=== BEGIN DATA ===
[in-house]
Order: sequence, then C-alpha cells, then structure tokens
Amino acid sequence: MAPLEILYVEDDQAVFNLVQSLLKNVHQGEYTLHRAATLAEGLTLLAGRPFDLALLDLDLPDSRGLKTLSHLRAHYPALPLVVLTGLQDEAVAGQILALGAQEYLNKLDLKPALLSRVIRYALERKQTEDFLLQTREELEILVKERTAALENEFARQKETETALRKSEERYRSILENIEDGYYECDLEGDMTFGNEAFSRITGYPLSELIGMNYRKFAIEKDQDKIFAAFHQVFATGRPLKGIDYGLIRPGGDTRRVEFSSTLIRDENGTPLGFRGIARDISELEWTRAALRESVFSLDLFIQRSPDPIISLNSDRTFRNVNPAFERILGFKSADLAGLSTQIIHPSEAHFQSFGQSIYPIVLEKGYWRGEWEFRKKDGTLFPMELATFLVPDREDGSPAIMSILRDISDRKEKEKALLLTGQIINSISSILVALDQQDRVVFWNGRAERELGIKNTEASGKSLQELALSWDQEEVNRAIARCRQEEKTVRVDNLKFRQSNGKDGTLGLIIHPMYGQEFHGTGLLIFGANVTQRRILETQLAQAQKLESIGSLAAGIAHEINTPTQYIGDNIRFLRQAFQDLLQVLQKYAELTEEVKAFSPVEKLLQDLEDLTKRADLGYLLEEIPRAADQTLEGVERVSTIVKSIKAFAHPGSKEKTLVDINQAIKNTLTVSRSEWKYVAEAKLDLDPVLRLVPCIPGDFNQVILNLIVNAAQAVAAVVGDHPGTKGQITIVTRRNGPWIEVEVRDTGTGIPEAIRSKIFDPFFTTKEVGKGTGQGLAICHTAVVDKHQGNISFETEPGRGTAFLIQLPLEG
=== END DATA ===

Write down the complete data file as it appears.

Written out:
[in-house]
Order: sequence, then C-alpha cells, then structure tokens
Amino acid sequence: MAPLEILYVEDDQAVFNLVQSLLKNVHQGEYTLHRAATLAEGLTLLAGRPFDLALLDLDLPDSRGLKTLSHLRAHYPALPLVVLTGLQDEAVAGQILALGAQEYLNKLDLKPALLSRVIRYALERKQTEDFLLQTREELEILVKERTAALENEFARQKETETALRKSEERYRSILENIEDGYYECDLEGDMTFGNEAFSRITGYPLSELIGMNYRKFAIEKDQDKIFAAFHQVFATGRPLKGIDYGLIRPGGDTRRVEFSSTLIRDENGTPLGFRGIARDISELEWTRAALRESVFSLDLFIQRSPDPIISLNSDRTFRNVNPAFERILGFKSADLAGLSTQIIHPSEAHFQSFGQSIYPIVLEKGYWRGEWEFRKKDGTLFPMELATFLVPDREDGSPAIMSILRDISDRKEKEKALLLTGQIINSISSILVALDQQDRVVFWNGRAERELGIKNTEASGKSLQELALSWDQEEVNRAIARCRQEEKTVRVDNLKFRQSNGKDGTLGLIIHPMYGQEFHGTGLLIFGANVTQRRILETQLAQAQKLESIGSLAAGIAHEINTPTQYIGDNIRFLRQAFQDLLQVLQKYAELTEEVKAFSPVEKLLQDLEDLTKRADLGYLLEEIPRAADQTLEGVERVSTIVKSIKAFAHPGSKEKTLVDINQAIKNTLTVSRSEWKYVAEAKLDLDPVLRLVPCIPGDFNQVILNLIVNAAQAVAAVVGDHPGTKGQITIVTRRNGPWIEVEVRDTGTGIPEAIRSKIFDPFFTTKEVGKGTGQGLAICHTAVVDKHQGNISFETEPGRGTAFLIQLPLEG